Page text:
nugget at slacker.com
Wed Oct 22 17:28:59 EDT 1997
Quiet please, quiet please
I know youre all excited but If we can just
have a moment of your time
This wont take but a minute and then the
festivities may begin.
First off, youre all invited to #rc5 on EFNet. A live, virtual party is
being held right now in celebration of our victory over RC5-56. This is
one party you will not want to miss.
However, the obvious question to arise is "what next?" Im sure youre all
wondering what new magic distributed.net has up its sleeve. Weve flexed
our collective computing muscles and stomped 56-bit RC5 into submission.
Far from becoming obsolete, distributed.net now has a much-renewed sense of
vigor. Weve tasted our first victoryand we LIKE IT.
As it stands, the solution came at an awkward time for us as the V3
protocol is still not ready to enter the coding stage. We are still
working out the details of the specification and do not want to rush the
design stage. It would be tragic to inadvertently miss something critical
in our rush to get the specification out the door. Since a V3 client is
most-likely weeks away from reality, weve opted to issue a point-release
V2 client and divert all our energies to attacking 64-bit RC5.
Dont let your efforts stagnate! The last thing any of us want is for us
to lose our momentum. Weve all worked so hard to build distributed.net
and in the process weve created what is easily the largest computer in the
world. Lets roll out the 64-bit clients and keep adding processors!
A suite of V2 64-bit RC5 clients is available right now and the new 64-bit
RC5 server network is in place and waiting for you to feed it with blocks.
I invite everyone to hop over to ftp.distributed.net and grab a set. As
you shut down your 56-bit clients, youll be in the perfect position to pop
in a 64-bit client to replace it. (note that we will be handling teams
differently for RC5-64 and when you set up your clients you should use your
own, personal email address and not a team address)
Beyond RC5, yes, we are still working on developing the V3 protocol and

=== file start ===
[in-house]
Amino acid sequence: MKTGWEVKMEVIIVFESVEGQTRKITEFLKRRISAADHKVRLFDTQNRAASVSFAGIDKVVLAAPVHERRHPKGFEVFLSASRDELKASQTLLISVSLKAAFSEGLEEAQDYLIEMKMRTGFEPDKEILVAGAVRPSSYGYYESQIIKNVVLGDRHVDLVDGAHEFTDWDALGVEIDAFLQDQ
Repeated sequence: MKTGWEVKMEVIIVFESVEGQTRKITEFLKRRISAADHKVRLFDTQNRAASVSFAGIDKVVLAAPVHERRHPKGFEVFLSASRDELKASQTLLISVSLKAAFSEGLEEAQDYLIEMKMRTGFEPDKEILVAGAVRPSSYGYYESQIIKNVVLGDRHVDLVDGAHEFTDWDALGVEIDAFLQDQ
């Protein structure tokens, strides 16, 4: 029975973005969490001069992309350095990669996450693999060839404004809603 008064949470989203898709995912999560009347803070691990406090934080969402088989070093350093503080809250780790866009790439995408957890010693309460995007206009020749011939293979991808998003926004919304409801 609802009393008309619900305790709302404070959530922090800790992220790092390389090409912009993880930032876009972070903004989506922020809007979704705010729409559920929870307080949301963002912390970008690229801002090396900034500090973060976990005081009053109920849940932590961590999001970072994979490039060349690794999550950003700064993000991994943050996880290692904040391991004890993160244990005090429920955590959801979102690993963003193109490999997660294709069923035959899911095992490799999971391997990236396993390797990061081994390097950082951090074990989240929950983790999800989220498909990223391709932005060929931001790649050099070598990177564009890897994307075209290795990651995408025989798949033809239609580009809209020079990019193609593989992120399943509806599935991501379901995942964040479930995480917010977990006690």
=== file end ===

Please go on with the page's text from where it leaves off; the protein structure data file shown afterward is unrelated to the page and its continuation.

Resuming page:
will be releasing a full client set to allow distributed.net as a whole to
work on not only RC5-64 but a variety of other focused tasks. However, V3
client development will be a very different process than the V2/V1
development cycle weve seen in the past. The V3 client-server
specifications and protocol will be a publicly published standard. This
means that anyone will be able to use the protocol documentation to built
their own, trusted, secure client modules. The days of limited source
distribution and secrecy are soon to be gone forever.
On a related-note, there are many people who have wondered if 64-bit RC5 is
really feasible. It is, as we all know, a much larger task than 56-bit
RC5. Many people have wondered if its even worth attempting. Its worth
mentioning however that at our present rate the estimated time to complete
64-bit RC5 is actually less than our estimated time to complete 56-bit RC5
was back in April. Weve already proven how the effort can grow wildly
beyond all expectations and there is no reason whatsoever to think that
this trend will not continue. As long as you know of at least one computer
thats not running the client, theres room for growth. As V3 rolls out
and the clients become exponentially more secure, easier to install, easier
to maintain, and easier to track it will consequently also become far
easier to recruit new machines and new members. Plus, the plans that we
have for the stats server will blow you away!
Congratulations! All of us were here for the first of many distributed.net
victories and all of us are pioneers in a long and ongoing effort to
broaden the impact and reach of distributed computing technologies. Its
an oft-said and rarely accurate saying, but for us it is quite applicable:
The possibilities are endless!
Adam L. Beberg - Client design and overall visionary
Jeff Lawson - keymaster/server network design and morale booster
David McNett - stats development and general busybody
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